The Executive Council unanimously approved $600,000 for Manchester-based Hope for New Hampshire Recovery Wednesday, despite a recent audit finding the organization has failed to comply with state contracts in the past.
Hope for New Hampshire, one of the state’s largest operators of drug recovery centers, announced last month that it would be closing four of its five locations. It cited a recent lack of public funds.
The new state contract aims to keep some of the organization’s locations – in Manchester, Berlin and Franklin – running. It’s unclear what will happen at the remaining two centers, in Claremont and Concord.
Health and Human Services Commissioner Jeffrey Meyers is traveling to Claremont next week to meet with city leaders and local healthcare providers there. He said he’s hopeful his department can independently fund the Claremont recovery center, separate from the Hope for New Hampshire organization.
The type of peer-to-peer services Hope for New Hampshire provides are considered a critical aspect of care for those in recovery from drug abuse. Medical providers often refer patients to recovery centers for long-term support.
But before approving new funds for Hope for New Hampshire, several executive councilors questioned Meyers about the organization’s spotty financial and operational track record. A DHHS audit released Monday details failures to comply with a number of requirements in an earlier state contract. That includes an agreement to bill Medicaid for peer recovery services, a business strategy favored by the state because it leverages federal dollars to a greater extent.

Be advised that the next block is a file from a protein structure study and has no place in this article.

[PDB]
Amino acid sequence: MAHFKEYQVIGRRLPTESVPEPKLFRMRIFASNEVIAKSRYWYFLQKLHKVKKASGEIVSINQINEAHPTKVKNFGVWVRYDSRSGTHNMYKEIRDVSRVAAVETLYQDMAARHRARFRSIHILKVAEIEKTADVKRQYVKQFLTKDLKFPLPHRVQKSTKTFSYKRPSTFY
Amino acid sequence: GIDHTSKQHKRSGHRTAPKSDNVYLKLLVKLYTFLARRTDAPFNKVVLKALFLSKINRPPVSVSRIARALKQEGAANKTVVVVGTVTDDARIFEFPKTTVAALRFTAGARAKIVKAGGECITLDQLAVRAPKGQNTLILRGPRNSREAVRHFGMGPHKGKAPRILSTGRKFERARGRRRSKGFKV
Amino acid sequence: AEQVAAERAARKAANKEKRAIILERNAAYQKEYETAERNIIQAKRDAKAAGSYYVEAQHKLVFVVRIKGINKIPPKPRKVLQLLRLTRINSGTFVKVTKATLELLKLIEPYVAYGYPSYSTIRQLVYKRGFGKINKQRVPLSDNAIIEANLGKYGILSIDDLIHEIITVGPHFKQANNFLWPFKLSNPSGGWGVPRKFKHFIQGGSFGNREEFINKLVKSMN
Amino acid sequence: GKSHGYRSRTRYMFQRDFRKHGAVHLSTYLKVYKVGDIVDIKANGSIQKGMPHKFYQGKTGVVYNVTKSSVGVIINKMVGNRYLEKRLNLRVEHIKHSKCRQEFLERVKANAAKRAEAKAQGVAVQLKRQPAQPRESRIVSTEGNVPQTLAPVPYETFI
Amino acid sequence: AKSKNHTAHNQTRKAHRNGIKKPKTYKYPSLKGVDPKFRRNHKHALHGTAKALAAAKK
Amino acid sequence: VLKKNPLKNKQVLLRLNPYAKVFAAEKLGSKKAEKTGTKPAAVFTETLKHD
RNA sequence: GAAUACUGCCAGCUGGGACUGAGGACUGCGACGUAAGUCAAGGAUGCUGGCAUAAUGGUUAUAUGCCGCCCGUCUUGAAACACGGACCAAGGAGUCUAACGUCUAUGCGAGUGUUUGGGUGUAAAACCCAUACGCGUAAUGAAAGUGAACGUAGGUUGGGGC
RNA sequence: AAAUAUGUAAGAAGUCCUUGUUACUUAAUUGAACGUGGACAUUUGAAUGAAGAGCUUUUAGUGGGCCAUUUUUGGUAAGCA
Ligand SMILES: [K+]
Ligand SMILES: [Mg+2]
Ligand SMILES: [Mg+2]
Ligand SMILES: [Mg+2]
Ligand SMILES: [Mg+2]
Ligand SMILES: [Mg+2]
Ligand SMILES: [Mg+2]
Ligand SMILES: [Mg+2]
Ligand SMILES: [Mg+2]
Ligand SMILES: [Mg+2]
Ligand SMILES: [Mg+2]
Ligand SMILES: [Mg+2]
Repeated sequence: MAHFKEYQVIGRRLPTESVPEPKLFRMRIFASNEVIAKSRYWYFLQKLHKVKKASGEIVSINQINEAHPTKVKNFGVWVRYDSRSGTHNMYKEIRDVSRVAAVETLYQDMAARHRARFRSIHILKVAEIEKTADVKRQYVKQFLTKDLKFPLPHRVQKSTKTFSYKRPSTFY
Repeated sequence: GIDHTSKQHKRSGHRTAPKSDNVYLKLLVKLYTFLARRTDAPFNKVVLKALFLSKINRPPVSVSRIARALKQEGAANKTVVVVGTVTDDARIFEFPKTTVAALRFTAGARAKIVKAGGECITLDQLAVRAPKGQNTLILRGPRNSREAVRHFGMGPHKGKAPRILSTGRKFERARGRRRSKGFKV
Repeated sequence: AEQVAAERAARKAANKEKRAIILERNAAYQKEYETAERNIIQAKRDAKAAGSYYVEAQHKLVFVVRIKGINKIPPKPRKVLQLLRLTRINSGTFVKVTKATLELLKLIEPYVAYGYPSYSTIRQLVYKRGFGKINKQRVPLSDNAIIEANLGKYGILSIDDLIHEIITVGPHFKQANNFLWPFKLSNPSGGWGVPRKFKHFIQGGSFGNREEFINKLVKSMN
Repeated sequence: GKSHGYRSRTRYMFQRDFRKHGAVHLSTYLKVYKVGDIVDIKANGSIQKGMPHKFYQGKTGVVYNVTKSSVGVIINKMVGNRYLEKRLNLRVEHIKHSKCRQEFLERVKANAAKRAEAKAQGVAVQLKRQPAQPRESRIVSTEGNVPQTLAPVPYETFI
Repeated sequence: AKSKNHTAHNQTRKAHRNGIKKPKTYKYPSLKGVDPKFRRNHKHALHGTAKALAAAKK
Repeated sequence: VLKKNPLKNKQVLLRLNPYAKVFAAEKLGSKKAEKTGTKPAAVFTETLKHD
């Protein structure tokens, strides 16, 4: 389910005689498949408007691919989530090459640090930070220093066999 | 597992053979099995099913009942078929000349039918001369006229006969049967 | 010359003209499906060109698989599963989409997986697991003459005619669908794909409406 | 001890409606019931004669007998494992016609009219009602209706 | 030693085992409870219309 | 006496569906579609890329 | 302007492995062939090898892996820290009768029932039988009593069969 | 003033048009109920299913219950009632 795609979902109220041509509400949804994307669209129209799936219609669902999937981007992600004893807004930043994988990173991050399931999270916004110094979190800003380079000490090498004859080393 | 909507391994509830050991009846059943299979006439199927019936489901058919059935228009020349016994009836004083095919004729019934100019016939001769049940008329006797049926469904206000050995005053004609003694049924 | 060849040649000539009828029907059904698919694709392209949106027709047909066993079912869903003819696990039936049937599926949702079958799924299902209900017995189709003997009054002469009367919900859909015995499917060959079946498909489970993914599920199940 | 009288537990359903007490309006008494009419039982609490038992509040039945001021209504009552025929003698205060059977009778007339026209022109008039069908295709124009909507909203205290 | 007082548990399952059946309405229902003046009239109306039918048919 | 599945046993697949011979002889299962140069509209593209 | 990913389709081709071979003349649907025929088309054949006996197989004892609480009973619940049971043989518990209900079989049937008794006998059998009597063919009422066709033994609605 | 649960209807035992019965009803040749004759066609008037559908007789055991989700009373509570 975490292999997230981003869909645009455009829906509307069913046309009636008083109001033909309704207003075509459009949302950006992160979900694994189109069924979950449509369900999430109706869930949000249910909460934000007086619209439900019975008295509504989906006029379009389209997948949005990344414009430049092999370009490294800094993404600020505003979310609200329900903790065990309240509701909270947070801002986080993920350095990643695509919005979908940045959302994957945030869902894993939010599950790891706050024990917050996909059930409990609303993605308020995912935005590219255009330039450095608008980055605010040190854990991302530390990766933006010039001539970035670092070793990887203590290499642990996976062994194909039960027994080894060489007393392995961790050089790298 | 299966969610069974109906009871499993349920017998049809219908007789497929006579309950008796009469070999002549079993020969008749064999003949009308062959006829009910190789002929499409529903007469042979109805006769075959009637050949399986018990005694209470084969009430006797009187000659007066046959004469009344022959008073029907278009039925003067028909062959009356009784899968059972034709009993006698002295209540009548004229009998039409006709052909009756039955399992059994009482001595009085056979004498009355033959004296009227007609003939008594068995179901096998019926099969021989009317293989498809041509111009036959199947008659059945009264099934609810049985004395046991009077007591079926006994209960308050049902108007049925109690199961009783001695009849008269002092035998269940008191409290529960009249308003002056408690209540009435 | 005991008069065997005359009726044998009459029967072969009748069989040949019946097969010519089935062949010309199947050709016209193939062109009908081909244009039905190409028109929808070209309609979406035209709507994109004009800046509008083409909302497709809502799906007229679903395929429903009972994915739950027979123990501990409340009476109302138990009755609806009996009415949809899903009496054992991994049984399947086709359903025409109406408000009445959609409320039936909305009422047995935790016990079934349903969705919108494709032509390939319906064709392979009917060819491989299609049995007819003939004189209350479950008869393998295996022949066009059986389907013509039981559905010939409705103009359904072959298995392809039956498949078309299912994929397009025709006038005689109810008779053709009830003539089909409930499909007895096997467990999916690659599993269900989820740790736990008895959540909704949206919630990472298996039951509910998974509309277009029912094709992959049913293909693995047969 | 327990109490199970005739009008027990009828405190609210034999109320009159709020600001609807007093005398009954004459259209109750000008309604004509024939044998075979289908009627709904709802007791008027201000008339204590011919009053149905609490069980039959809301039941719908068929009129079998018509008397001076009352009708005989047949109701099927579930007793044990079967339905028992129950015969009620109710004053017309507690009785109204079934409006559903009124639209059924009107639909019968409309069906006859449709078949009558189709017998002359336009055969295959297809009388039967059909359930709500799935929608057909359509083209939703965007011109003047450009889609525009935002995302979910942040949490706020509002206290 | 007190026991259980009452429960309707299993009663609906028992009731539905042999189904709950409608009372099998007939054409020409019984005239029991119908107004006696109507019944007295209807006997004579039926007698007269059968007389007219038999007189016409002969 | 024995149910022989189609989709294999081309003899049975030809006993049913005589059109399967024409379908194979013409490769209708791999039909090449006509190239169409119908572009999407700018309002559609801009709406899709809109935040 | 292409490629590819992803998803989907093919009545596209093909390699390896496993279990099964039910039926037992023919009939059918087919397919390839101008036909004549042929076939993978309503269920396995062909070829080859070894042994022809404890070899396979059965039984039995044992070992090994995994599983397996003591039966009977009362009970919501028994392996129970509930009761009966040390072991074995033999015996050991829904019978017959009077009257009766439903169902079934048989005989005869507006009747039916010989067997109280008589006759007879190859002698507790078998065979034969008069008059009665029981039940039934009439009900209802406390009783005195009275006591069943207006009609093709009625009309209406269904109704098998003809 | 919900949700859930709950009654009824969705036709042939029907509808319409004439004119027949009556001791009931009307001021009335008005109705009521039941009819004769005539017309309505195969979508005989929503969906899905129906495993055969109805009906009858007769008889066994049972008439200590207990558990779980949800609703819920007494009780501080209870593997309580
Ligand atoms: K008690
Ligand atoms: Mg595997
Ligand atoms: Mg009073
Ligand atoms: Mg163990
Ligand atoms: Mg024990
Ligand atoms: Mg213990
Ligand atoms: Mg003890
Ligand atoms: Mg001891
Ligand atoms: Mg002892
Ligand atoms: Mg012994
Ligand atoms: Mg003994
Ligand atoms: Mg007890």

The audit is not the only indication of recent challenges at the organization. An NHPR report last year documented allegations of fiscal mismanagement and internal tensions. The state Attorney General's office investigated, but found no evidence of criminal wrongdoing.
“Why are we giving $600,000 to Hope,” Councilor Andru Volinsky asked Meyers. “Why aren’t we looking to other providers?”
Meyers said that, with the ongoing addiction crisis and a lack of alternate recovery resources in many areas, it would be better to keep Hope for New Hampshire’s services running in the short-term and work out financial and reporting issues going forward. Both options are imperfect, he said.
He said the $600,000 contract was meant to provide transitional support, and said that several of Hope for New Hampshire’s operational challenges are shared by other recovery support providers across the state, which have struggled to grow quickly enough to meet demand.
“This is not meant to be a carve-out,” he said, adding that Hope for New Hampshire has committed to developing a Medicaid billing strategy in the future.
The Executive Council also approved an additional $100,000 Wednesday for the Safe Station program in Nashua, which is facing a $400,000 deficit this year.